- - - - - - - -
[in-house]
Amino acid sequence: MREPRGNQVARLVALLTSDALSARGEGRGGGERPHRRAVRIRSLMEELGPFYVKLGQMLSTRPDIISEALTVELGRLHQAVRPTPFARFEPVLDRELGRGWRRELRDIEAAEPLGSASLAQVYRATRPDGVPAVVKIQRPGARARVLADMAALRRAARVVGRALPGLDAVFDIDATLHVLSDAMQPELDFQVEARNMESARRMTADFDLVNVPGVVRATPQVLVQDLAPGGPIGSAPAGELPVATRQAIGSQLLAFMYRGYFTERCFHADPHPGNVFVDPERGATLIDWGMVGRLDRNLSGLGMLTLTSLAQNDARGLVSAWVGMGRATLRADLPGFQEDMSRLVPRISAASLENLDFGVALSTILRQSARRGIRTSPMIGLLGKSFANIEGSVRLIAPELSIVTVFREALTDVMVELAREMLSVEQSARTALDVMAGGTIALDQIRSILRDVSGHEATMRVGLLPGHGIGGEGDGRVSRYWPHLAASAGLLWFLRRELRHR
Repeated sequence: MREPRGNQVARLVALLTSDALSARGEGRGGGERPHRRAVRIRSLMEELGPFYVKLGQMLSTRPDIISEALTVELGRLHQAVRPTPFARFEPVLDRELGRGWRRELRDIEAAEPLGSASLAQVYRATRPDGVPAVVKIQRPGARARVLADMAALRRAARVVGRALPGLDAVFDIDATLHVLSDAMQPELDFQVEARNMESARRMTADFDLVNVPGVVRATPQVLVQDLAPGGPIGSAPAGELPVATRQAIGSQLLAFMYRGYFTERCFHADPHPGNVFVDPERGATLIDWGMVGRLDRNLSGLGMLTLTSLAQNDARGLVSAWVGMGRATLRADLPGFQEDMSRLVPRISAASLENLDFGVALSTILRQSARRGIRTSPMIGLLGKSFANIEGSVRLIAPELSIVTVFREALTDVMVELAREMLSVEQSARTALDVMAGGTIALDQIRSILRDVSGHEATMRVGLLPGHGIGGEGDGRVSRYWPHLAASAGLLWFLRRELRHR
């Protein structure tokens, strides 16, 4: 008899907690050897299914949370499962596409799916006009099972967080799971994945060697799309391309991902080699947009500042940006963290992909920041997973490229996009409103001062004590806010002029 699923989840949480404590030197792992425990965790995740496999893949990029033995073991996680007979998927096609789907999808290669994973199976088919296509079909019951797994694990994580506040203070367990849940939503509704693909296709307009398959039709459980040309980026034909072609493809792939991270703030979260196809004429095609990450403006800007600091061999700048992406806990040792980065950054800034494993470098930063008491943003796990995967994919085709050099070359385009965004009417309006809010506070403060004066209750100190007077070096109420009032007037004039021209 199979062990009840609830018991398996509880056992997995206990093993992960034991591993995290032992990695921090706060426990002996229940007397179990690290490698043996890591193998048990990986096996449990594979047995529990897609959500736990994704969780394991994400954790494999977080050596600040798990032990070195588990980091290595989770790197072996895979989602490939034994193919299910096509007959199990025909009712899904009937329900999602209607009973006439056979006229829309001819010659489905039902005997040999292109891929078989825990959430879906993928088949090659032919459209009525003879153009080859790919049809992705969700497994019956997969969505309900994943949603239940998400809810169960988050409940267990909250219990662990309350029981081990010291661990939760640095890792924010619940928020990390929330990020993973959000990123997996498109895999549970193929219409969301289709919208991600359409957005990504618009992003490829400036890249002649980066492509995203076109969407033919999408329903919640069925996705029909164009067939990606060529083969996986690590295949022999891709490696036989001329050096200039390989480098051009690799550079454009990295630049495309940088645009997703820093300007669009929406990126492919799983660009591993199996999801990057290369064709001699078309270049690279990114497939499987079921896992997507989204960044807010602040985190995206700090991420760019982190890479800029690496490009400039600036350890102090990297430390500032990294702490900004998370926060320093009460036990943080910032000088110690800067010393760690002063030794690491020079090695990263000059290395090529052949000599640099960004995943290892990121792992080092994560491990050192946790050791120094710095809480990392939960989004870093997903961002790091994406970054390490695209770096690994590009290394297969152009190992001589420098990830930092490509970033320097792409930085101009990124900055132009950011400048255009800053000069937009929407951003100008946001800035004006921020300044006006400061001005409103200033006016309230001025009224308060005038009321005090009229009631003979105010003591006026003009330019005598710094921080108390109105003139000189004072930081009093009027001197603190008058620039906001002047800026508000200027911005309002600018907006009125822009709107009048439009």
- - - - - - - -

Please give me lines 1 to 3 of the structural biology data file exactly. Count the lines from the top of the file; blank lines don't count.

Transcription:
[in-house]
Amino acid sequence: MREPRGNQVARLVALLTSDALSARGEGRGGGERPHRRAVRIRSLMEELGPFYVKLGQMLSTRPDIISEALTVELGRLHQAVRPTPFARFEPVLDRELGRGWRRELRDIEAAEPLGSASLAQVYRATRPDGVPAVVKIQRPGARARVLADMAALRRAARVVGRALPGLDAVFDIDATLHVLSDAMQPELDFQVEARNMESARRMTADFDLVNVPGVVRATPQVLVQDLAPGGPIGSAPAGELPVATRQAIGSQLLAFMYRGYFTERCFHADPHPGNVFVDPERGATLIDWGMVGRLDRNLSGLGMLTLTSLAQNDARGLVSAWVGMGRATLRADLPGFQEDMSRLVPRISAASLENLDFGVALSTILRQSARRGIRTSPMIGLLGKSFANIEGSVRLIAPELSIVTVFREALTDVMVELAREMLSVEQSARTALDVMAGGTIALDQIRSILRDVSGHEATMRVGLLPGHGIGGEGDGRVSRYWPHLAASAGLLWFLRRELRHR
Repeated sequence: MREPRGNQVARLVALLTSDALSARGEGRGGGERPHRRAVRIRSLMEELGPFYVKLGQMLSTRPDIISEALTVELGRLHQAVRPTPFARFEPVLDRELGRGWRRELRDIEAAEPLGSASLAQVYRATRPDGVPAVVKIQRPGARARVLADMAALRRAARVVGRALPGLDAVFDIDATLHVLSDAMQPELDFQVEARNMESARRMTADFDLVNVPGVVRATPQVLVQDLAPGGPIGSAPAGELPVATRQAIGSQLLAFMYRGYFTERCFHADPHPGNVFVDPERGATLIDWGMVGRLDRNLSGLGMLTLTSLAQNDARGLVSAWVGMGRATLRADLPGFQEDMSRLVPRISAASLENLDFGVALSTILRQSARRGIRTSPMIGLLGKSFANIEGSVRLIAPELSIVTVFREALTDVMVELAREMLSVEQSARTALDVMAGGTIALDQIRSILRDVSGHEATMRVGLLPGHGIGGEGDGRVSRYWPHLAASAGLLWFLRRELRHR